Mike stayed in the hospital for nearly a month after the procedure, then was allowed to join his family in their new Seattle apartment. They flew home, naturally, on Independence Day.
Although the post-transplant memories are hazy — “I was on a morphine drip for a week” — his mother’s journal, which she gave him a few years before she died, has provided perspective on everything his family went through.
“Reading it now is pretty incredible,” he said. “You could see that she was exhausted and that everyone was scared beyond belief. It was hard work, a full-time job. I was so lucky to have a family that just completely derailed their lives along with me. They were right there with me shoulder to shoulder facing my illness and my treatment.
“Here’s an entry from Day 29 post-transplant,” he said, leaning over a musty 30-year-old page. “‘I woke this morning to the smell of bacon and eggs cooking. My boy is back. This is the fourth day in a row that he feels good. Marrow is in at 67 percent. All counts are up. A miracle has happened.’”
“There’s the before, the during, and the after,” Jude said of her brother’s cancer, which was eradicated by a handful of doctors and a magenta bag of transplanted marrow 30 years ago this week.
Much has happened during that “after.” The three Rubin siblings all settled in the Pacific Northwest, thanks in large part to the warm welcome they received from Seattle locals and the staff at Fred Hutch. Careers were launched; children were born; their mother passed away.
Mike — who’d planned to become a New York advertising executive — changed gears a few times as he adjusted to his newfound life. He went to nursing school and worked for a time in the Hutch transplant unit. Then he took a job as a baker, a therapeutic escape for the still-shaky survivor who came away from the experience feeling uncertain about his future.
“Treatment has a lasting effect, both physically and emotionally,” he said. “It’s an intensely scary experience to be almost killed and then brought back to life. I thought the shoe was going to drop every single day. I couldn’t see a future. Baking was physical and healing and I thought, ‘How Zen is that — start with flour, yeast, and water, and end with bread? Dust yourself off and call it a day.’ Then six or seven years went by, and the other shoe didn’t drop. I finally woke up and said, ‘Okay, there is a future. What are you going to do with it?’”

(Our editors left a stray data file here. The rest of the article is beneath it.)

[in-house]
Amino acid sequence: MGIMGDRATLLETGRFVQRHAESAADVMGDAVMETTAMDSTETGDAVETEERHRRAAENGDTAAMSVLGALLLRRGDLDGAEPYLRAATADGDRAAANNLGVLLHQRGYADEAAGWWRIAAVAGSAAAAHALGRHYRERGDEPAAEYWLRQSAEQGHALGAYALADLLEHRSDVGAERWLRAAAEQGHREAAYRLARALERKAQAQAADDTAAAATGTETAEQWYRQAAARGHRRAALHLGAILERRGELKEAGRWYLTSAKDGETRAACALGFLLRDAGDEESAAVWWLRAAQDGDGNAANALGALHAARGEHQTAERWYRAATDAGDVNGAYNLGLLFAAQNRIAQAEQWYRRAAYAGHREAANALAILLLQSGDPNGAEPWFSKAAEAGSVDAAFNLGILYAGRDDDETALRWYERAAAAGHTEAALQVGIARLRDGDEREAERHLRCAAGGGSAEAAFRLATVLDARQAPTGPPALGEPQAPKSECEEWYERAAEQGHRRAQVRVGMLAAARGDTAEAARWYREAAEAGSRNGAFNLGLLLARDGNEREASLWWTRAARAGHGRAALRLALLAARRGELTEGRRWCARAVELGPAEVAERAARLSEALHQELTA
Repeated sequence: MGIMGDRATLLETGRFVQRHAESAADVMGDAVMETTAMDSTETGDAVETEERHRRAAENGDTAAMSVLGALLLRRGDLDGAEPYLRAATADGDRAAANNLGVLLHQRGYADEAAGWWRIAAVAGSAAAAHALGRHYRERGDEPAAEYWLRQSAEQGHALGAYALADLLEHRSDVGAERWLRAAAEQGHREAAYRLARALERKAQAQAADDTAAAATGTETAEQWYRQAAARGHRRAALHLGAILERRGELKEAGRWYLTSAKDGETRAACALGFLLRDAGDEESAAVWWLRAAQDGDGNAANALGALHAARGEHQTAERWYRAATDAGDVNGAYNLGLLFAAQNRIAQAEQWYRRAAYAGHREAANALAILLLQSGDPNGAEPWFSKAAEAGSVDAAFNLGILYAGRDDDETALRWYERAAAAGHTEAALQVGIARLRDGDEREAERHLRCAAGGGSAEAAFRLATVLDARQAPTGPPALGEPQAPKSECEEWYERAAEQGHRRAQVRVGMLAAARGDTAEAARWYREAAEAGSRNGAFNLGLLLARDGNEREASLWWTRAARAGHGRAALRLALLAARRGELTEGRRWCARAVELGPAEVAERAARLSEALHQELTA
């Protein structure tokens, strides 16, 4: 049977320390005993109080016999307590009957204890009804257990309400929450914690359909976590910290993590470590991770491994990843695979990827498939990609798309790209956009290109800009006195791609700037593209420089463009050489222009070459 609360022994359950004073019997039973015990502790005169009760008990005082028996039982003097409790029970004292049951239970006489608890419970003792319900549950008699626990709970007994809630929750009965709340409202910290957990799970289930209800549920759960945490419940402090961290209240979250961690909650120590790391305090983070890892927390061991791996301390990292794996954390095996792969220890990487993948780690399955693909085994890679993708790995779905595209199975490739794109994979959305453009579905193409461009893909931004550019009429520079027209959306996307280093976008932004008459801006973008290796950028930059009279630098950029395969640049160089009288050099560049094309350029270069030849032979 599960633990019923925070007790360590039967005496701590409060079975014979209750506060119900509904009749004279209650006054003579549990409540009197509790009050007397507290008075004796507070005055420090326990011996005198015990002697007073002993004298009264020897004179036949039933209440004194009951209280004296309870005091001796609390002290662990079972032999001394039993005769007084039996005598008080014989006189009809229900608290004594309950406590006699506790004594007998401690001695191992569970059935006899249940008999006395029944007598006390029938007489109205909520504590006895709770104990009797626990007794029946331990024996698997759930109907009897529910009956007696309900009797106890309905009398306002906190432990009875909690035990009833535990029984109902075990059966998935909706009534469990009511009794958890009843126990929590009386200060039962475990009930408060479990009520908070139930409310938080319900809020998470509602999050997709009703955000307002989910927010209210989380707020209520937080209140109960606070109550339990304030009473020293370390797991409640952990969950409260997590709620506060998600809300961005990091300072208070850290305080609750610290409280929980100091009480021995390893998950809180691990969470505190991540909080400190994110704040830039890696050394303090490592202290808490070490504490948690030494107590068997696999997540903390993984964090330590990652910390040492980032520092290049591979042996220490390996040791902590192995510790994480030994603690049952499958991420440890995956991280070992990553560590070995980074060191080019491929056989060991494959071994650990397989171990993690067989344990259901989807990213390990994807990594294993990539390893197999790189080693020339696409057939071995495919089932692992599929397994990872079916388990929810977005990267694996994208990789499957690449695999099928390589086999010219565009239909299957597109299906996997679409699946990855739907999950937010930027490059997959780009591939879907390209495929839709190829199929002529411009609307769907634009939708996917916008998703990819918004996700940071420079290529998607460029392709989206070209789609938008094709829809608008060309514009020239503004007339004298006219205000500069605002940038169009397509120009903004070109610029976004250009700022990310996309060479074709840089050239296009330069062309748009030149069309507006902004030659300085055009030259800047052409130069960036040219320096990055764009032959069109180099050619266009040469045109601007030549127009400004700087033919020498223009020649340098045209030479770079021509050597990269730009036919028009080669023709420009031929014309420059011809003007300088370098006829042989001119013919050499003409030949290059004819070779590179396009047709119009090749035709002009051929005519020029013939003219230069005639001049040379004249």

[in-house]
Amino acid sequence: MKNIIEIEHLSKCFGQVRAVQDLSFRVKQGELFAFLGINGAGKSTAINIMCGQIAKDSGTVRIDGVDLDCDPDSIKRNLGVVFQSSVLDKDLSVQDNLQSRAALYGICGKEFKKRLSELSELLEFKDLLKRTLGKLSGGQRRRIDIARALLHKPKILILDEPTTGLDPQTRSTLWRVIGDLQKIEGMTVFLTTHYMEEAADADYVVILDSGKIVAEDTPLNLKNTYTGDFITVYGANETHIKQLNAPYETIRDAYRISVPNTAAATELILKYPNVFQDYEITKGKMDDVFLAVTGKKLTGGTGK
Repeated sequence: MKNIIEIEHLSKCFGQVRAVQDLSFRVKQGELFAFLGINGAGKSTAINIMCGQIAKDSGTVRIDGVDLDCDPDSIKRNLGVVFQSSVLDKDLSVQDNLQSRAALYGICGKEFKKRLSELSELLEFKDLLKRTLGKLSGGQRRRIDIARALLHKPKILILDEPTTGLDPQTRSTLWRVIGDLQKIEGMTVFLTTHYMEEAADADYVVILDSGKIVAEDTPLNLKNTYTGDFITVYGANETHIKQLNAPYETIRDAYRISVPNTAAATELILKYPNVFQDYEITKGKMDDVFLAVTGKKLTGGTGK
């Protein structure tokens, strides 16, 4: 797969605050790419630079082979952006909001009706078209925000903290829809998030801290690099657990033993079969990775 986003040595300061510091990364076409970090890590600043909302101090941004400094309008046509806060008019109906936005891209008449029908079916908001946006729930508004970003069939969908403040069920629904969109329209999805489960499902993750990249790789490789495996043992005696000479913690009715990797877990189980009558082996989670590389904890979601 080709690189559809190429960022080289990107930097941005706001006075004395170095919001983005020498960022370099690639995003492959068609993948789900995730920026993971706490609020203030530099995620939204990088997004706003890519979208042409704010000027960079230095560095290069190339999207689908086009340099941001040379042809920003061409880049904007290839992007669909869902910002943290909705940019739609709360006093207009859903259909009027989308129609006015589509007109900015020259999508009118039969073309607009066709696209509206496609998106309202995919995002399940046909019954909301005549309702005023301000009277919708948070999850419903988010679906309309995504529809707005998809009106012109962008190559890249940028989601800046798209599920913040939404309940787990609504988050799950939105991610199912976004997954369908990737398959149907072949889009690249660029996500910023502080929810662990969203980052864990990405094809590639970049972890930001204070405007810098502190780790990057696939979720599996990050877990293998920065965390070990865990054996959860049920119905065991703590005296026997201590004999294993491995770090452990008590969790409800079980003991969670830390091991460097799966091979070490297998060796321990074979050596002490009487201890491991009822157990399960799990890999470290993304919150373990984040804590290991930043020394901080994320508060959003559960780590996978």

Reenergized, he went to law school and passed the bar in Washington state, but still wanted to give back to Fred Hutch. In 2000, he began working at the Hutch, where he now helps raise money to fund cutting-edge research like the kind that saved his life — and extended his mother's. Thanks to treatment, she lived more than a dozen years with her cancer.
“The immunotherapy clinic today represents what the BMT clinic was 40 years ago — new treatment, new hope for cures and better quality of life after treatment,” he said. “That’s why I’m here doing what I’m doing. It’s a calling for me.”
How does it feel looking back after all these years?
“I don’t know how to describe it,” he said. “It’s like a lifetime has been gifted to me. I think about all the things that have been possible to experience and do in the last 30 years. My daughter wouldn’t exist but for the treatment I received. And I wouldn’t have been able to raise millions of dollars for cancer research. Those are two of my proudest accomplishments — becoming a dad and helping the researchers make it better for others.
“What's the meaning of life? As my sister Jude recently put it, 'It's not that life has a meaning we have to uncover, it's the meaning that we bring to life.'"
Want to create meaning in your life — and extend the life of a patient with cancer — by donating to Fred Hutch research? Click here for Mike Rubin's 'Curestarter' page.
Diane Mapes is a staff writer at Fred Hutchinson Cancer Research Center. She has written extensively about health issues for NBC News, TODAY, CNN, MSN, Seattle Magazine and other publications. A breast cancer survivor, she blogs at doublewhammied.com and tweets @double_whammied. Email her at email@example.com.